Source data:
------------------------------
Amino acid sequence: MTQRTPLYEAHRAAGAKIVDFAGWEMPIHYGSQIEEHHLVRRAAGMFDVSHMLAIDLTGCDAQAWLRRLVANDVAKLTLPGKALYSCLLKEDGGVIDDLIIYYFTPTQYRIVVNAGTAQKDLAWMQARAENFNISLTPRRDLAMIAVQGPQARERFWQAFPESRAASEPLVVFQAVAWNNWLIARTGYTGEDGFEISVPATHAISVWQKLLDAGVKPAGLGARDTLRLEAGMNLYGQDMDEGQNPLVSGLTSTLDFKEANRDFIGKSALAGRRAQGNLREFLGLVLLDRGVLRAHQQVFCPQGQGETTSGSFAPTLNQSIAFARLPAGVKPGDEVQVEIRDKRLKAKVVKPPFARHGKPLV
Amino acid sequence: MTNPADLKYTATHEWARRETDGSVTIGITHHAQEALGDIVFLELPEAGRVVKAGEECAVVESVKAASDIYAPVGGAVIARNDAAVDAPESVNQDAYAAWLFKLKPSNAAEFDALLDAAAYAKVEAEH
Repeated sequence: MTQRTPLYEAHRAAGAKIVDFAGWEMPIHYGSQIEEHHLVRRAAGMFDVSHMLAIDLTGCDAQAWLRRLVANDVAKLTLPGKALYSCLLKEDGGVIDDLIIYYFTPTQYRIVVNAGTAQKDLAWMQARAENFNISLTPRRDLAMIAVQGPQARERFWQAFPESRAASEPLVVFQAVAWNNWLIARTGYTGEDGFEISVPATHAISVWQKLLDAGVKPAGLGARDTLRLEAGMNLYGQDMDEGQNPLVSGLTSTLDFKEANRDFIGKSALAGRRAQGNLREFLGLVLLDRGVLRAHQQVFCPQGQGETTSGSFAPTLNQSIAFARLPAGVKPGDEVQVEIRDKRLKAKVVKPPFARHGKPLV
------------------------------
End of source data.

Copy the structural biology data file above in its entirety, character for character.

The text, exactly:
Amino acid sequence: MTQRTPLYEAHRAAGAKIVDFAGWEMPIHYGSQIEEHHLVRRAAGMFDVSHMLAIDLTGCDAQAWLRRLVANDVAKLTLPGKALYSCLLKEDGGVIDDLIIYYFTPTQYRIVVNAGTAQKDLAWMQARAENFNISLTPRRDLAMIAVQGPQARERFWQAFPESRAASEPLVVFQAVAWNNWLIARTGYTGEDGFEISVPATHAISVWQKLLDAGVKPAGLGARDTLRLEAGMNLYGQDMDEGQNPLVSGLTSTLDFKEANRDFIGKSALAGRRAQGNLREFLGLVLLDRGVLRAHQQVFCPQGQGETTSGSFAPTLNQSIAFARLPAGVKPGDEVQVEIRDKRLKAKVVKPPFARHGKPLV
Amino acid sequence: MTNPADLKYTATHEWARRETDGSVTIGITHHAQEALGDIVFLELPEAGRVVKAGEECAVVESVKAASDIYAPVGGAVIARNDAAVDAPESVNQDAYAAWLFKLKPSNAAEFDALLDAAAYAKVEAEH
Repeated sequence: MTQRTPLYEAHRAAGAKIVDFAGWEMPIHYGSQIEEHHLVRRAAGMFDVSHMLAIDLTGCDAQAWLRRLVANDVAKLTLPGKALYSCLLKEDGGVIDDLIIYYFTPTQYRIVVNAGTAQKDLAWMQARAENFNISLTPRRDLAMIAVQGPQARERFWQAFPESRAASEPLVVFQAVAWNNWLIARTGYTGEDGFEISVPATHAISVWQKLLDAGVKPAGLGARDTLRLEAGMNLYGQDMDEGQNPLVSGLTSTLDFKEANRDFIGKSALAGRRAQGNLREFLGLVLLDRGVLRAHQQVFCPQGQGETTSGSFAPTLNQSIAFARLPAGVKPGDEVQVEIRDKRLKAKVVKPPFARHGKPLV